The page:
Around the World: Bicycle Thieves

looks at the Italian neorealist classic Bicycle Thieves, a film that explored the economic struggles of post-WWII Italy

Over summer many of us will be going to the cinema to watch the latest Hollywood blockbusters. So as an alternative this August the Nouse team is having a look at some of the gems of world cinema, which are often unfairly ignored in favour of their American counterparts. 

Image: Park Circus

Vittorio Di Sica’s Bicycle Thieves (Ladri di Biciclette) is perhaps the most seminal films of the Italian Neorealist period, a cinematic and literary movement notably characterised by its jarring yet honest depiction of the aftermath of the second world war. Neorealism’s inception in 1943 coincides with the beginning of the Italian Resistance and the fall of the fascist dictatorship, undercutting filmmakers of the time to represent the honest realities of war and its effects. As stated by Martin Scorsese (1999), “Ladri di biciclette is “the gradual unfolding of a situation” telling the candid tale of the strenuous journey a man (Antonio Ricci) and his son (Bruno) make through Rome to search for the father’s stolen bicycle; without which he will lose his job and the only means for his family’s survival (as epitomised by Antonio’s line: “I wonder, if I had my bicycle back…how much I would earn. We could live again”). This emotionally charged film beautifully captures the unconscionable struggle a man must face to survive whilst retaining his dignity and integrity with a simple elegance.

In line with the unconventional production methods of neorealist films, in Bicycle Thieves, Vittorio De Sica only cast untrained actors, whose lives paralleled those of their characters. De Sica himself stated that during the casting test to Lamberto Maggiorani (who eventually was cast in the main part of Antonio), he observed: “the way he moved, the way he sat down, his gestures with those hands hardened from work, the hands of a working man, not an actor” (De Sica, 1956). Not only does the film portray the physical and economic devastation of Italy after the war, it also highlights the stark reality of life for men, women and children; portrayed in the film through the relationship between Antonio and his family. The degree of devastation in Italy caused by the war is depicted thoroughly through Antonio’s journey, showing in various wide screen shots the almost unrecognisable streets of Rome scattered with rubble.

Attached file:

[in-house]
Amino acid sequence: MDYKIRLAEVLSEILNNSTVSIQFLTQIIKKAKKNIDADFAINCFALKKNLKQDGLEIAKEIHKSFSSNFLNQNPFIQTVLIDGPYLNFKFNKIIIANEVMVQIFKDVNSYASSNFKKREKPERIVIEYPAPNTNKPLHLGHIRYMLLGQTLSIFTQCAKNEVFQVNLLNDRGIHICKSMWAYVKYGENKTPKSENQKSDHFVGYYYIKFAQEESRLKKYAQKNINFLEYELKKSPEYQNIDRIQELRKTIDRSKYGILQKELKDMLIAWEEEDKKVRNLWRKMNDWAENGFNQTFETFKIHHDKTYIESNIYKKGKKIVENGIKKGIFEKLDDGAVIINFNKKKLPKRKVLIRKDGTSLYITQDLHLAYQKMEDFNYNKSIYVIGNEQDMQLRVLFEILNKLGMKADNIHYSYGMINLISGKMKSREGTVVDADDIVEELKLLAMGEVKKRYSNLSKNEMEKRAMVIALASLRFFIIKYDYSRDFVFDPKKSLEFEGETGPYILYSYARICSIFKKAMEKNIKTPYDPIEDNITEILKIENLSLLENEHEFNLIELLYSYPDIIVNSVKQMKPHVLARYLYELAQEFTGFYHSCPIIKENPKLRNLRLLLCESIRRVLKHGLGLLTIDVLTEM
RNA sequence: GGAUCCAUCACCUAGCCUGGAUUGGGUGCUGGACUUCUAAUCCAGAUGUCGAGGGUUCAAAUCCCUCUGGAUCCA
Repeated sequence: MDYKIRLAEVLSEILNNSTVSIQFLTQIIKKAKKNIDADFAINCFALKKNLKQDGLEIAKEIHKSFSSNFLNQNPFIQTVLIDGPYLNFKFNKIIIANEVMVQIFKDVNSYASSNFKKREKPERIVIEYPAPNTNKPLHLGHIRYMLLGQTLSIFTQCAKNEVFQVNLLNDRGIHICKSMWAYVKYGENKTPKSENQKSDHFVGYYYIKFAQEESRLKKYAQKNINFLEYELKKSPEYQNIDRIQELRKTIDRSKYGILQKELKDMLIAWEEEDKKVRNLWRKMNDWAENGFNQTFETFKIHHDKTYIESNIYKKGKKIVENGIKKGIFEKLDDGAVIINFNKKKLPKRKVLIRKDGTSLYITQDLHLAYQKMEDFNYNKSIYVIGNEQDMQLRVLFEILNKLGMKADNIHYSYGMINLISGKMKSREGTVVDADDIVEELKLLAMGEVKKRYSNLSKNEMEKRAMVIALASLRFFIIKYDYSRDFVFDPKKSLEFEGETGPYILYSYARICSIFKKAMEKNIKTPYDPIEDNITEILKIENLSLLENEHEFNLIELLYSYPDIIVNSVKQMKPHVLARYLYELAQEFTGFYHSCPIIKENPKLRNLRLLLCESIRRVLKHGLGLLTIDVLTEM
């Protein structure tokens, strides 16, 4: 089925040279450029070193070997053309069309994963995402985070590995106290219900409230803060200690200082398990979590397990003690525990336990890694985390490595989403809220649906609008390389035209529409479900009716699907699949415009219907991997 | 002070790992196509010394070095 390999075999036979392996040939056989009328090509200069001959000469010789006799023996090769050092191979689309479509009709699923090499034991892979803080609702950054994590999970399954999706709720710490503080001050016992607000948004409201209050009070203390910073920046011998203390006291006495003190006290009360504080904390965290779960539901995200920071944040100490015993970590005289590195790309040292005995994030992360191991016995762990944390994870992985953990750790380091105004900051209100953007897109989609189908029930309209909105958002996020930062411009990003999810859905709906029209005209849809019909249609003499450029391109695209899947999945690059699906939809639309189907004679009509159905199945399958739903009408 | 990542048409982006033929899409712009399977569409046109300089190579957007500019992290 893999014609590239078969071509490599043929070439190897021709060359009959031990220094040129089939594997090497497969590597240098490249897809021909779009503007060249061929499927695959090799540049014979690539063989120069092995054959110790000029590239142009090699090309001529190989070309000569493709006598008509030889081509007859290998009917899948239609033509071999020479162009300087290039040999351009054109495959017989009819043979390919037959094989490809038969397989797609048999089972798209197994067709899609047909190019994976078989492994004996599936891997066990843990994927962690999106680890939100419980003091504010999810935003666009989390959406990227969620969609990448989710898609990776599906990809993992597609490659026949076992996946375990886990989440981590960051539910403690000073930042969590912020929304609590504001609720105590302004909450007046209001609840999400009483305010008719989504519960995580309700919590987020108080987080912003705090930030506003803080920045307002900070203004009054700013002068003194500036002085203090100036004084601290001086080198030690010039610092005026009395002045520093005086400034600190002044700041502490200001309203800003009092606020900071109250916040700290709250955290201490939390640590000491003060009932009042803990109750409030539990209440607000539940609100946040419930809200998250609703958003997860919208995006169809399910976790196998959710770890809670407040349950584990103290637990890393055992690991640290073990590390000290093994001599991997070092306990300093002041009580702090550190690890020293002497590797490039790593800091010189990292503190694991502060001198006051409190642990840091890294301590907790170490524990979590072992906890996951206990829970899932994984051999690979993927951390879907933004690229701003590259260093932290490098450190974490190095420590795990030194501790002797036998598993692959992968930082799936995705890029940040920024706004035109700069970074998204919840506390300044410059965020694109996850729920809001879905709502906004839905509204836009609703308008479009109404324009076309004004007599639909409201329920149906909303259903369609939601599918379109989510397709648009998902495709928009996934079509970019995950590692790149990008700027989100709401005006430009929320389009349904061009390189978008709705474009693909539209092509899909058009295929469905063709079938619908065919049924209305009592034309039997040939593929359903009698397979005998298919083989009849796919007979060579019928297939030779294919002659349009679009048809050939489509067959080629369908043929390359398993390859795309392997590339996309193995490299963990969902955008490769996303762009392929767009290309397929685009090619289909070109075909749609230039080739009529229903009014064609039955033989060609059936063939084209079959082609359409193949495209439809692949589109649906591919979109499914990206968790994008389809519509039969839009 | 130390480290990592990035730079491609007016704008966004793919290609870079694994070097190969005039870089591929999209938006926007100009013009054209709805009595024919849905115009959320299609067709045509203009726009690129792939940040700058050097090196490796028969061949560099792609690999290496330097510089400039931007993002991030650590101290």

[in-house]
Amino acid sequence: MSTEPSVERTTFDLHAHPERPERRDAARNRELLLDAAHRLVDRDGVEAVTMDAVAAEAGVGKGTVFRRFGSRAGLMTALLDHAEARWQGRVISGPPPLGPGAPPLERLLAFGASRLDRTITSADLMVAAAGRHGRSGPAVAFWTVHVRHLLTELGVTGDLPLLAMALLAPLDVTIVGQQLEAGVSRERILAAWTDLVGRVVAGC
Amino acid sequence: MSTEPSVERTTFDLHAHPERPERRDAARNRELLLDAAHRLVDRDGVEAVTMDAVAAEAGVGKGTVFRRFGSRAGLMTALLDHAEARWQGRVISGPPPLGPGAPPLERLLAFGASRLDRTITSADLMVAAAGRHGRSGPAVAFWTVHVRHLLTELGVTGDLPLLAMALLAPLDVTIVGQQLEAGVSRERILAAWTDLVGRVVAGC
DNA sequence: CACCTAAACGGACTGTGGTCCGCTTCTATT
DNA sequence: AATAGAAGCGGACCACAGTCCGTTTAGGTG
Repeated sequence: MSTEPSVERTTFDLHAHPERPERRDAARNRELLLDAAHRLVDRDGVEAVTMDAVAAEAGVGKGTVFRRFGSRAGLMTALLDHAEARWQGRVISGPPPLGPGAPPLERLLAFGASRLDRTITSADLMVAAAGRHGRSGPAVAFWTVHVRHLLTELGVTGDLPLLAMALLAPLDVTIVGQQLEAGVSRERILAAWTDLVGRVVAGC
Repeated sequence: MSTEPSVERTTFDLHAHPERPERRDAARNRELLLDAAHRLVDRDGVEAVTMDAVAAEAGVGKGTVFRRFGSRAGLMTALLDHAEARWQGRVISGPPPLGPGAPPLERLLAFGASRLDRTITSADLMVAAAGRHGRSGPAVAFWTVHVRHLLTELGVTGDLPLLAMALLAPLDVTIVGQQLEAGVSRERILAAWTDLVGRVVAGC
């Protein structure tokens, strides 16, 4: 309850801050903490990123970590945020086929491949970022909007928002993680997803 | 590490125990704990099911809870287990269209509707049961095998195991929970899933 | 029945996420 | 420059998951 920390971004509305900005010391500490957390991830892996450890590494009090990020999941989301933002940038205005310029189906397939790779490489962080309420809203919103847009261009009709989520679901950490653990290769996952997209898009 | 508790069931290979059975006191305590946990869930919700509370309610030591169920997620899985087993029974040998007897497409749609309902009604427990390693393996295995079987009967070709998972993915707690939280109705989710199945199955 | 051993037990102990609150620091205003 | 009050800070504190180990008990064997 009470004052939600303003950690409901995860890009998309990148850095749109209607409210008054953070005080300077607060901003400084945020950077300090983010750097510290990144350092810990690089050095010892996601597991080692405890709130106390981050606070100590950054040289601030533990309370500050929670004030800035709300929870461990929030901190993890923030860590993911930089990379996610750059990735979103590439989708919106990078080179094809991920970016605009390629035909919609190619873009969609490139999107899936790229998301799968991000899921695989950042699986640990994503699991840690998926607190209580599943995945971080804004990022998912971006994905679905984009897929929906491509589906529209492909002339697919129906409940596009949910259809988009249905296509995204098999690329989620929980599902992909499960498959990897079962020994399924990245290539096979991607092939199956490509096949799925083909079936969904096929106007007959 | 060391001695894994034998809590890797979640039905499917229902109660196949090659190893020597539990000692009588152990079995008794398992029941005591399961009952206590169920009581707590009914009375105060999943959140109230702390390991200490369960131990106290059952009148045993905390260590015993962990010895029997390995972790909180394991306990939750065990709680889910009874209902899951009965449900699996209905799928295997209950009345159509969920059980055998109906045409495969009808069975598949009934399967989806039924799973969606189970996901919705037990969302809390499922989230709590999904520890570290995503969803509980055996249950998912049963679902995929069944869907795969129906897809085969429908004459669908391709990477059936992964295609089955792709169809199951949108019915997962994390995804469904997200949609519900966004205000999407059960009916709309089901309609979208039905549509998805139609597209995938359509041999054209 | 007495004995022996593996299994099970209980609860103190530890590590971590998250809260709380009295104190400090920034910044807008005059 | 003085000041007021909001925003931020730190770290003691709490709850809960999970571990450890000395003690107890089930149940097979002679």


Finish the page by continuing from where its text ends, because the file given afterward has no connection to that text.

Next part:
A pivotal moment in the film is one in which Antonio, after having searched endlessly around Rome with no success in finding his stolen bicycle, is so desperate that he feels compelled to resort to attempting to steal another man’s bicycle. This is a turning point in the film as it displays how Antonio is led to such extremes that he has to strip himself of moral judgement and sacrifice his dignity and integrity. As stated by Scorsese (2012), “Bicycle Thieves, is a film of powerful simplicity” and it is this simplicity that makes it the most accessible of neorealist films. Despite being nearly seventy years old, the ‘simple’ idea of a man fighting for a job, his family, and ultimately for his life, is more real and more significant than ever. Profoundly rich in human insight, ‘Bicycle Thieves’ embodies the essence of Neorealism: a brutal portrayal of contemporary conditions, emotional clarity and social rectitude.

Though it may have been more obvious to have chosen a film from Rossellini’s ‘War Trilogy’ – either Roma Città Aperta (1945), Paisan (1946), or Germania Anno Zero (1948) – in my opinion, Bicycle Thieves offers the most visceral depiction of not only the horrors Italy was facing, but paradoxically the resilience of its people. De Sica ultimately presents a film that dramatically contributes to a new social awareness in Italy, almost all of the film is shot in the streets, a raw image without any mystification.

To conclude, Vittorio De Sica’s Bicycle Thieves is, without a doubt, one of the greatest Italian films of all time. Effortlessly displaying the harsh socio-political that consumed Italy after the second world war as a sub-text of the film, yet still portraying a fundamentally human story at its forefront; a tale of the extremes of human endeavours, the bond between father and son, and ultimately, what it takes to survive. Justly nominated for the Academy Award for Best Screenplay by Cesare Zavattini and winning both the Golden Globe and the BAFTA for best Foreign Film, Bicycle Thieves is an integral film displaying the horrors of the aftermath of Fascism both on political and human level.